Subaru cars have delivered us some fun motoring over the years and not because of those rally car lookalikes that kids use to perform donuts in supermarket car parks.
We’re talking the four wheel drive, go-anywhere, don’t worry about breaking it variety although, strangely, with the latest Forester we had for test we really thought it had broken under the onslaught of the Beast from the East and the Storm from the South’s combined efforts.
Driving it through copious amounts of axle deep slush resulted in a serious vibration from the front end that shook the whole car, so much so that it had to be stopped to make sure it wasn’t running a flat. But when the weather warmed slightly the vibration evaporated, suggesting that maybe there had been some sort of ice build-up on transmission parts.
It’s almost 40 years since Subarus were first imported to the UK by International Motors, which simultaneously launched and established Hyundai as a serious player. If ever there was a car brand that’s underestimated it’s Subaru; its fortunes have been the reverse of Hyundai’s although this year the decline has slowed, thanks to a healthy rise in sales during February.
But that health still needs a check over from the equivalent of car industry medics because the brand underperforms. It’s a shame because apart from the one glitch mentioned above we’ve never had a problem with any Subaru.
In fact these are cars that have been well educated in the school of hard knocks from day one. The first Subaru 4×4 saloon we ever drove starred in its own snowy scenario to match the recent stuff.
We were descending a steep slope from the Cotswolds when we passed a former traffic cop we knew struggling to ascend in a Ford Cortina stuffed with kids keen to go sledging, preferably not in the car as it slid backwards! We swung the Subaru round, attached a rope to the Ford and pulling with all its 1.6 litre petrol might the little Japanese car completed its rescue mission.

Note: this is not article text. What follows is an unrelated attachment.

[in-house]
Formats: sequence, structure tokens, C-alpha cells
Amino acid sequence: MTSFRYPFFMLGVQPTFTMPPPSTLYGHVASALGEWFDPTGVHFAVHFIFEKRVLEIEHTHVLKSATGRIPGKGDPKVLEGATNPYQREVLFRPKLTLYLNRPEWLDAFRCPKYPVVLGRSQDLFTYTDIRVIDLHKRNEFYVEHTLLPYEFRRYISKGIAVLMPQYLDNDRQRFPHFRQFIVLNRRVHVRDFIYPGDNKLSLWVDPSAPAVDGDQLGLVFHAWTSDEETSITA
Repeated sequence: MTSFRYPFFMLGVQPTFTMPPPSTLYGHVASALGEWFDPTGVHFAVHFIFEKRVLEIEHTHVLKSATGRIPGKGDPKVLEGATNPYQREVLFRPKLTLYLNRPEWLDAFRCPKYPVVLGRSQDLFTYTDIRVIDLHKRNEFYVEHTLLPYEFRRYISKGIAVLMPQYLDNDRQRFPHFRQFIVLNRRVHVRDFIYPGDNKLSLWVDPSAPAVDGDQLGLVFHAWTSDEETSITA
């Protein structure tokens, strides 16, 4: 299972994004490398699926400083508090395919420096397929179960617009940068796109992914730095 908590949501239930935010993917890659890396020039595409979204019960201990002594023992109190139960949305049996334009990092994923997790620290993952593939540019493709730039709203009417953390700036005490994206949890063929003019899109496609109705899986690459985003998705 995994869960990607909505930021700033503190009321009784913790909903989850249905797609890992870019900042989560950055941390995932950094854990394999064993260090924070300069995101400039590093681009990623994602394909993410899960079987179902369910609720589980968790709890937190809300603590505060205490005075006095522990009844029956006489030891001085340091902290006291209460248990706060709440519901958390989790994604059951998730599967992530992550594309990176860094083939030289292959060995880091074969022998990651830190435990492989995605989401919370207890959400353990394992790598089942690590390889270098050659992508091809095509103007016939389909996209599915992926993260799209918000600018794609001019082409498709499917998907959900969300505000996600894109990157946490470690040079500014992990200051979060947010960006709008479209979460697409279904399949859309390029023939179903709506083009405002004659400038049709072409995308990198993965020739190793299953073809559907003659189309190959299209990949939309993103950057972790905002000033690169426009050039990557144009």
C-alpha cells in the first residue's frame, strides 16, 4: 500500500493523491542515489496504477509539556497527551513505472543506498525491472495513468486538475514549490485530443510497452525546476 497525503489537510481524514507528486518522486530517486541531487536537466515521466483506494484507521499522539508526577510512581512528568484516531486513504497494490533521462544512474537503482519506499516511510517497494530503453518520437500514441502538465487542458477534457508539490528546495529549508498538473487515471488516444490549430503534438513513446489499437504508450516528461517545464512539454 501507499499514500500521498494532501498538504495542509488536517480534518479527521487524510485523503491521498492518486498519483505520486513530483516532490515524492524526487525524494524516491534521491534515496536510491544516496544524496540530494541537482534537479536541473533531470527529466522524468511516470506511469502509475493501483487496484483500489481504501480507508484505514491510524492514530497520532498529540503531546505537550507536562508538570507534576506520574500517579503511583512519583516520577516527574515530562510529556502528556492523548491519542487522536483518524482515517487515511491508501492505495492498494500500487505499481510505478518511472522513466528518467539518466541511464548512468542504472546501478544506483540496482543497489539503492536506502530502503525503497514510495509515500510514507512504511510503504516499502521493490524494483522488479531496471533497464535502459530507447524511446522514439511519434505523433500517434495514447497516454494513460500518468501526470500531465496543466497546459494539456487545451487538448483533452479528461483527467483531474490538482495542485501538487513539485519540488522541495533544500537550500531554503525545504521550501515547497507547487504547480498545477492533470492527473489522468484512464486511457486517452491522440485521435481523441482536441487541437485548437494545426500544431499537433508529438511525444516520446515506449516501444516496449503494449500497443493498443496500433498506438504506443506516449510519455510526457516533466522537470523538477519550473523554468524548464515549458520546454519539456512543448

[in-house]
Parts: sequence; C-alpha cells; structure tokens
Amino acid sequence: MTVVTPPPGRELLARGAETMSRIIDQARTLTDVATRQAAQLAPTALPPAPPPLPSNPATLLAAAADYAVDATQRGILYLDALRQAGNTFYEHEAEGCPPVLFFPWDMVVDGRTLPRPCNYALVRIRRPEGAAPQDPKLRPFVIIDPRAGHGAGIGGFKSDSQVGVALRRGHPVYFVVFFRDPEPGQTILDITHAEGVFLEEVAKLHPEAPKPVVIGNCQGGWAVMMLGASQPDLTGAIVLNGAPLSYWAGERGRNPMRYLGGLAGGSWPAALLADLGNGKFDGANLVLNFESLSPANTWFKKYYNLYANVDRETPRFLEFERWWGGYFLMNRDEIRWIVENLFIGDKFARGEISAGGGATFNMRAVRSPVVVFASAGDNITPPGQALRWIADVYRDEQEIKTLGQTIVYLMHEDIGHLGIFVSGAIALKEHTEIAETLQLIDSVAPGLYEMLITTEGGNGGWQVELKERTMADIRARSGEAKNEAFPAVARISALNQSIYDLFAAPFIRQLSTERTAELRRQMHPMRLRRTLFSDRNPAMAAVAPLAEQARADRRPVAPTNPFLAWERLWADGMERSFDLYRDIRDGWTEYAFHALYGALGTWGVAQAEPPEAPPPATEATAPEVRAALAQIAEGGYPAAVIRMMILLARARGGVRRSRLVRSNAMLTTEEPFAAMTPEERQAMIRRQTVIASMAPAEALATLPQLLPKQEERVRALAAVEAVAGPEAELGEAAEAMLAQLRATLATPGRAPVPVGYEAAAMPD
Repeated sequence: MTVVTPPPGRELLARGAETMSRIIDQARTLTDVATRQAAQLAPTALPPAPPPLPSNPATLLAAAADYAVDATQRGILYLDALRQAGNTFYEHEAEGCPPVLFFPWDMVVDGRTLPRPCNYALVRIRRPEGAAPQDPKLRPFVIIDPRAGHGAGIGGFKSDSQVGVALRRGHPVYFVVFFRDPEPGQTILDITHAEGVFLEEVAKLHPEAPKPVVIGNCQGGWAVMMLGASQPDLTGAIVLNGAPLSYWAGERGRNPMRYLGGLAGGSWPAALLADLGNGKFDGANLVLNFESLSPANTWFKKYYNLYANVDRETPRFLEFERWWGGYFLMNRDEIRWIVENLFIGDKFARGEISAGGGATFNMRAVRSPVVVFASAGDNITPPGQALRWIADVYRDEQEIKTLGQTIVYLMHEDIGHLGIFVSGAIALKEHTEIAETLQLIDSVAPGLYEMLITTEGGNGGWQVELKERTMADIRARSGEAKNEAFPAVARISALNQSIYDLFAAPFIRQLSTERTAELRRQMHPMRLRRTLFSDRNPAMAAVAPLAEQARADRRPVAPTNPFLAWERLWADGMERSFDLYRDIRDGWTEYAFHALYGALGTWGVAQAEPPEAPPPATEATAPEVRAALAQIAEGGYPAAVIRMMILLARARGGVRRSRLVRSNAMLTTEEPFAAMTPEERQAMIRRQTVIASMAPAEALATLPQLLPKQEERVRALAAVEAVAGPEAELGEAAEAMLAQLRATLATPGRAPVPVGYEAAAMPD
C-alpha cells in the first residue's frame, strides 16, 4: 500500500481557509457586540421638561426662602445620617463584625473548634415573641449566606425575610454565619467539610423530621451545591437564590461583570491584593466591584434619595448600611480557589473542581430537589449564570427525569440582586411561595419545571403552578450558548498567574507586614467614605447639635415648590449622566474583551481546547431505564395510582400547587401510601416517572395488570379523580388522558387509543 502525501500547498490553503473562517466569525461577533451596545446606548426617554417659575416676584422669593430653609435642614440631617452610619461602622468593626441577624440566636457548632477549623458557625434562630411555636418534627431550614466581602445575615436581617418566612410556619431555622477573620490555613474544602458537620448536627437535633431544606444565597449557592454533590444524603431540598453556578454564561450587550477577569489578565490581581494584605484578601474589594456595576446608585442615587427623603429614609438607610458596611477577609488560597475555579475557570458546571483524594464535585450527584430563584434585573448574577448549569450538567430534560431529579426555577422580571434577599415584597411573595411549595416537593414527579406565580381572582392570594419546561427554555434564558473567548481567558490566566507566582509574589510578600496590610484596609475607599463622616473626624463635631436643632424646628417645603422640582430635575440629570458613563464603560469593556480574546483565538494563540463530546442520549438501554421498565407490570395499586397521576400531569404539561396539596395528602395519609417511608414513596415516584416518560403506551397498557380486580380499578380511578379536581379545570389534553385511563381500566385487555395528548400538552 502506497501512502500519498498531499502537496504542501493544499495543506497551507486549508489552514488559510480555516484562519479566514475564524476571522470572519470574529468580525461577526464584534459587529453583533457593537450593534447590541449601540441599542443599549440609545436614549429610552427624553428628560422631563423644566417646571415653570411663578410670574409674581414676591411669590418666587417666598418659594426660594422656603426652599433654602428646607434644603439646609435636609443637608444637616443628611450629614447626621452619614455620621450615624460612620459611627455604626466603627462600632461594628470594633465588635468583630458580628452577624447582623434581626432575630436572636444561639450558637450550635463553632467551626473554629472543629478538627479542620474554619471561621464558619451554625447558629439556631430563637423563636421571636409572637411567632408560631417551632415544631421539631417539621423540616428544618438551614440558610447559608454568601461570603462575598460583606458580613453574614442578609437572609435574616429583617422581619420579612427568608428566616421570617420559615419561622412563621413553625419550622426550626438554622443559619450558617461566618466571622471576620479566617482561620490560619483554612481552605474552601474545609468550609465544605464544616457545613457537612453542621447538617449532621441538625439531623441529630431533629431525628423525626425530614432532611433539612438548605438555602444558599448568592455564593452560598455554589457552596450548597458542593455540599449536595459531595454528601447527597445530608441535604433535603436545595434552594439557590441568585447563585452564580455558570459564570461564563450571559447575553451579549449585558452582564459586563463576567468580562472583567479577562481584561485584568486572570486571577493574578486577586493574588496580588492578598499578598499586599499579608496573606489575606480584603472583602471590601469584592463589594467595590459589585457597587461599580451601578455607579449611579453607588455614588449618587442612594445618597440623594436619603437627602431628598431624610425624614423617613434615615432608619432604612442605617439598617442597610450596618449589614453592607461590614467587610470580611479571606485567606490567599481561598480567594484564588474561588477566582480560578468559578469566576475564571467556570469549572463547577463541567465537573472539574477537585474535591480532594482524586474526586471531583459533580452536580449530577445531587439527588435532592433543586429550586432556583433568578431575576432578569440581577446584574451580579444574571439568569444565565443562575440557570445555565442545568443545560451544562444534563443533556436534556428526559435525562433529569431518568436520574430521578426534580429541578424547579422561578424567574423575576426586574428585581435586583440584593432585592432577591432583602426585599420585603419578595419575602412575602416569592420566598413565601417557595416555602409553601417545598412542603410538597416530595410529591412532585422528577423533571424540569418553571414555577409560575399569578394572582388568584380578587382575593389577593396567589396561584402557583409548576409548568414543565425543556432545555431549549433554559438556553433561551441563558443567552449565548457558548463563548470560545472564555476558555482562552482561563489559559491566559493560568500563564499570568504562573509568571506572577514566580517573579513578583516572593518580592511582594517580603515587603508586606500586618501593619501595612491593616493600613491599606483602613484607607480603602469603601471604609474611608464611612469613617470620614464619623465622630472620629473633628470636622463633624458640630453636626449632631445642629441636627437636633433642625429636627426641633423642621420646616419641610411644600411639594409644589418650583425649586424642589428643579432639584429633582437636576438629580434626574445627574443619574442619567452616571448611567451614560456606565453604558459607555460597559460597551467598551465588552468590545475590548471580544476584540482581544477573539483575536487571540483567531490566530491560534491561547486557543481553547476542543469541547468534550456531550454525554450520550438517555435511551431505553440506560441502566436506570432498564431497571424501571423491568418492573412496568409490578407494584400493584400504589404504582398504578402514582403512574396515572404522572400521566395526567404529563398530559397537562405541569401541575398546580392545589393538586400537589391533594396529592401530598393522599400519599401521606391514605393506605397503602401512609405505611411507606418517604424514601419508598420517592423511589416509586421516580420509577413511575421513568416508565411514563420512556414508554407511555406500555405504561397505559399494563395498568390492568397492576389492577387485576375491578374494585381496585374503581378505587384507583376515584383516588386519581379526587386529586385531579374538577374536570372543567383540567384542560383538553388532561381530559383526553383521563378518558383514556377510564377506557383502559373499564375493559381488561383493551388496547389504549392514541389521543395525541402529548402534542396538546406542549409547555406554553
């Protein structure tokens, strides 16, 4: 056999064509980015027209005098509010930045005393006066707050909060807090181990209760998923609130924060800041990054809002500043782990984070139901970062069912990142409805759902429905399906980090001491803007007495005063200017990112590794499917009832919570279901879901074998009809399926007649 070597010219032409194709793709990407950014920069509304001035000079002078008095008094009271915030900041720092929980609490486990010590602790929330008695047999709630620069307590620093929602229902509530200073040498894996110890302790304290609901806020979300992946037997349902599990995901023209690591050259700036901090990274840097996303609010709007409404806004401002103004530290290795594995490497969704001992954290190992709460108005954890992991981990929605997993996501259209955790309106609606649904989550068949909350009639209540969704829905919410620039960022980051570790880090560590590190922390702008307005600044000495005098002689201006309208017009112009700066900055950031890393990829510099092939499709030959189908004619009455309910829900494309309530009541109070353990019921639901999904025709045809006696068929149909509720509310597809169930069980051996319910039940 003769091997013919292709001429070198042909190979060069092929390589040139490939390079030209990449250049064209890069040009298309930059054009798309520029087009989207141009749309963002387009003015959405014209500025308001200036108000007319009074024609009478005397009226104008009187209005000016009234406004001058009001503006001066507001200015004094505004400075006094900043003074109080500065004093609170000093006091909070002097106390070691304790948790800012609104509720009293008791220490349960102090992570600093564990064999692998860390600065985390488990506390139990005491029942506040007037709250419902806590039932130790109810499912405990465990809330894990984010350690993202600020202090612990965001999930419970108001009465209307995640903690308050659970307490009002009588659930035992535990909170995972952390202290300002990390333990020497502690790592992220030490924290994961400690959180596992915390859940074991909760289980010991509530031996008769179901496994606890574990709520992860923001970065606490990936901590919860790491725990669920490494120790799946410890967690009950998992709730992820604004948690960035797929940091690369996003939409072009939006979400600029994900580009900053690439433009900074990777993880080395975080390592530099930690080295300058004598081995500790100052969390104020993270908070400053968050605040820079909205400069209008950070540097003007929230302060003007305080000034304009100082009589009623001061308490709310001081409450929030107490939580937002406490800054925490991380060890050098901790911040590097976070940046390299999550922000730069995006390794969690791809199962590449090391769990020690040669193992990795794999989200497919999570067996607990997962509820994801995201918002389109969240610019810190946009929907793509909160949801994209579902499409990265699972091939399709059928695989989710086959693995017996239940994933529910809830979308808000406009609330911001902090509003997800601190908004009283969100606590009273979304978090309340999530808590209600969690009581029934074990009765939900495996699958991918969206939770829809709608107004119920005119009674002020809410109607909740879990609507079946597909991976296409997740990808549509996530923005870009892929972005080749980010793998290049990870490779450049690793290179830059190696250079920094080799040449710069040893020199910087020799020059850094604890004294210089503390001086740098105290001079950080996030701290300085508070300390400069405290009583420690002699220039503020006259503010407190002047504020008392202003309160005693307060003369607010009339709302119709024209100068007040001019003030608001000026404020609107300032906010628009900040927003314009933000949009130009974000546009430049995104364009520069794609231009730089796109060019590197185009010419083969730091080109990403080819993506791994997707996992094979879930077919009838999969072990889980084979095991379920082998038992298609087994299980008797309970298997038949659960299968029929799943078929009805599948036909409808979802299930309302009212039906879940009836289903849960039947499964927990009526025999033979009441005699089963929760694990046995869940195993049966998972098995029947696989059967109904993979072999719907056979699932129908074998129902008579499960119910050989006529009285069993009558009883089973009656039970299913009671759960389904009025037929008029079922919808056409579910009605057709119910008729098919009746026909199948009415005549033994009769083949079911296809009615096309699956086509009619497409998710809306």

Going back to when the Forester launched about 20 years ago, an unbridled sense of adventure led to trying it across the stubble field we can see from the office (spare bedroom) window. It shot up and over the crest of the hill at about 40 mph when fresh furrows loomed large in front. After braking hard to 25 mph, the Forester ploughed across them with a lot of shaking but no damage.
Seems the farmer, as well as giving us permission to off-road when we wanted, had also let a ploughing enthusiast the chance to shine his equipment and sent it up before a match!
Back to 2018 and the latest Forester, revised last year and bang up to date thanks to its “Eyesight” technology which might, if it had existed 20 years ago, have helped avoid those furrows! Anyway, it’s all about lane departure warnings and other bits of trickery much of which we tend to avoid in the interests of staying alert. After all, is something that lets old people pay less attention really a safety aid? Possibly not! (Only kidding!)
It was a long time before Subaru ever got round to installing a diesel engine in its cars so petrol power has always been the norm. An average of 30-35 mpg has always been the norm, too, showing that advances in engineering are being strangled by advances in emissions control equipment so at least as we stand still with regard to fuel consumption we are not choking on bigger clouds of fumes (although CO 2 levels are rising in the UK as drivers move away from diesel).
The Forester is a pleasant family car, sufficiently roomy for five outdoor types and their gear. It’s also able to haul a couple of tonnes of trailer so what won’t fit inside can hang off the back. The two litre petrol engine, still with the delightful horizontally-opposed or flat-four layout, never sounds thrashed even when worked hard, and doesn’t get so audible that you can detect the auto transmission is a continuously variable set-up that Subaru calls Lineartronic, albeit with manual override via flippers behind the wheels.
It’s pleasant to ride in, firm but not unforgiving. The test car’s leather seats were reasonably supportive despite being slippery. It also has good ground clearance but isn’t too high, providing an ideal solution for those who want an SUV’s off-road attributes but not necessarily its physical presence. It’s less Chelsea tractor, more Chelsea ride-on mower!
Maurice and Annette Hardy
Car: Subaru Forester 2.0i XE Premium Lineartronic with EyeSight
Does it fit your ego…
0-62 mph: 11.8 secs
Top speed: 119 mph
PS: 150 @ 6200 rpm
Torque: 198 Nm @ 4200 rpm
…and your wallet…
Combined: 43.5 mpg
CO2 emissions: 150 g/km
Best bits: capable, but not vast, 4×4